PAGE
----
Was it historically true that the tribe of Judah became the dominant tribe on the battlefield, fighting against the foes of God? The answer is a definitive yes. Was it historically true that the other tribes bowed before the military prowess of this particular tribe? Again, the answer is a classic, yes.  When the Israelites recognized David’s military acumen (he was of the tribe of Judah), we read how they reacted in 2 Samuel chapter 5:

1 Then all the tribes of Israel came to David at Hebron and said, "Behold, we are your bone and your flesh. 2 Previously, when Saul was king over us, you were the one who led Israel out and in. And the LORD said to you, You will shepherd My people Israel, and you will be a ruler over Israel. 3 So all the elders of Israel came to the king at Hebron, and King David made a covenant with them before the LORD at Hebron; then they anointed David king over Israel (2 Sam. 5).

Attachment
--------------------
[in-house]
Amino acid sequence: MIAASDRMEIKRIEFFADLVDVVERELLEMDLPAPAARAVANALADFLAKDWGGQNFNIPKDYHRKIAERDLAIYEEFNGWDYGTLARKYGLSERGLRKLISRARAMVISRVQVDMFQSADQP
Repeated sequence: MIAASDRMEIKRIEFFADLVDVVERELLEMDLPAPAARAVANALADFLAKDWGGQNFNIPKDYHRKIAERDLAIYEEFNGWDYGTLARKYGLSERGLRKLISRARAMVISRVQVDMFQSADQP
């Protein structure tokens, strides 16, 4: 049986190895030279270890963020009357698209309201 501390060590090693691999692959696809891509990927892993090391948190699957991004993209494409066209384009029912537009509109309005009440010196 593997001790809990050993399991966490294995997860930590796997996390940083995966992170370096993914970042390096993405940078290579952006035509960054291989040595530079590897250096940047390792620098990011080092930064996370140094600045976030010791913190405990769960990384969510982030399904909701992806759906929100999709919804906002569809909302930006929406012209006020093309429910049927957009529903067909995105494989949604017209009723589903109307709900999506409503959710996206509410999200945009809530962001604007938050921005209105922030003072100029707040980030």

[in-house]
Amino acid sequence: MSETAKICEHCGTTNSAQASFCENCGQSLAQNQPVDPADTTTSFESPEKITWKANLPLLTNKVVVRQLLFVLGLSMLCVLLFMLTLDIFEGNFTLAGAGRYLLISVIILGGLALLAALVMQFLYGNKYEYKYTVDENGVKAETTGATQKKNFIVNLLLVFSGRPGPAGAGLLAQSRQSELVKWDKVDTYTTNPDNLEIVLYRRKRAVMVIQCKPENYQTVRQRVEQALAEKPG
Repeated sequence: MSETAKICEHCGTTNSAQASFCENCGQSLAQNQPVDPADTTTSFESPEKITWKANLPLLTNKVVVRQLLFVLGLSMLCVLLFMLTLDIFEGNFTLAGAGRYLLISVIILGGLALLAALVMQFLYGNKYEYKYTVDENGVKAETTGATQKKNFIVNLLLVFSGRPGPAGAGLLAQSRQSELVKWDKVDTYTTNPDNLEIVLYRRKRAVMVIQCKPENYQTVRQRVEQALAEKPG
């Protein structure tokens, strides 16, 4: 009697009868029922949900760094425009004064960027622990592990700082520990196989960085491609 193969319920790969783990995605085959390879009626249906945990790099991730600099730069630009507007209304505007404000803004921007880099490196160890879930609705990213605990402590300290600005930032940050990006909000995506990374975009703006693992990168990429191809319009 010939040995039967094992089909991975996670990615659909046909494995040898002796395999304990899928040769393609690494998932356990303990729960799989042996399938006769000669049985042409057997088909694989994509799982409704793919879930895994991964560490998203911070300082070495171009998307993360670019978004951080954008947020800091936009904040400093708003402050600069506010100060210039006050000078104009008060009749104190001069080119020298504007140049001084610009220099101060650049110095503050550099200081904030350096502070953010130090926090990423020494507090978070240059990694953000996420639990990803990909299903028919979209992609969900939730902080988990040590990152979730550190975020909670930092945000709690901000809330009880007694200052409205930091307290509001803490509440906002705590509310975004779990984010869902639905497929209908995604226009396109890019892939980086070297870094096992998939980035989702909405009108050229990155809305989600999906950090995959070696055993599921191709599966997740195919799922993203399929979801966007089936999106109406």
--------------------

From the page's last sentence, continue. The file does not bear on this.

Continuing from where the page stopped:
From a modern-day Marine Corps perspective, David was the Lewis B. “Chesty” Puller of his day (He was awarded five Navy Crosses for valor in battle). Not only did he, as a teen, take out the giant Philistine killing machine named Goliath (1 Sam. 17), he went on to do the unthinkable: he and his men defeated the Jebusites in their fortress in what became Jerusalem (2 Sam. 5:6ff). He also defeated Philistine forces in the Valley of Rephaim (2 Sam. 5:17f), and in 2 Samuel 8, we read about his many successful military campaigns.  No wonder the Israelite tribes loved and bowed down before David, and by so doing, they recognized the partial fulfillment of this 876-year-old prophecy.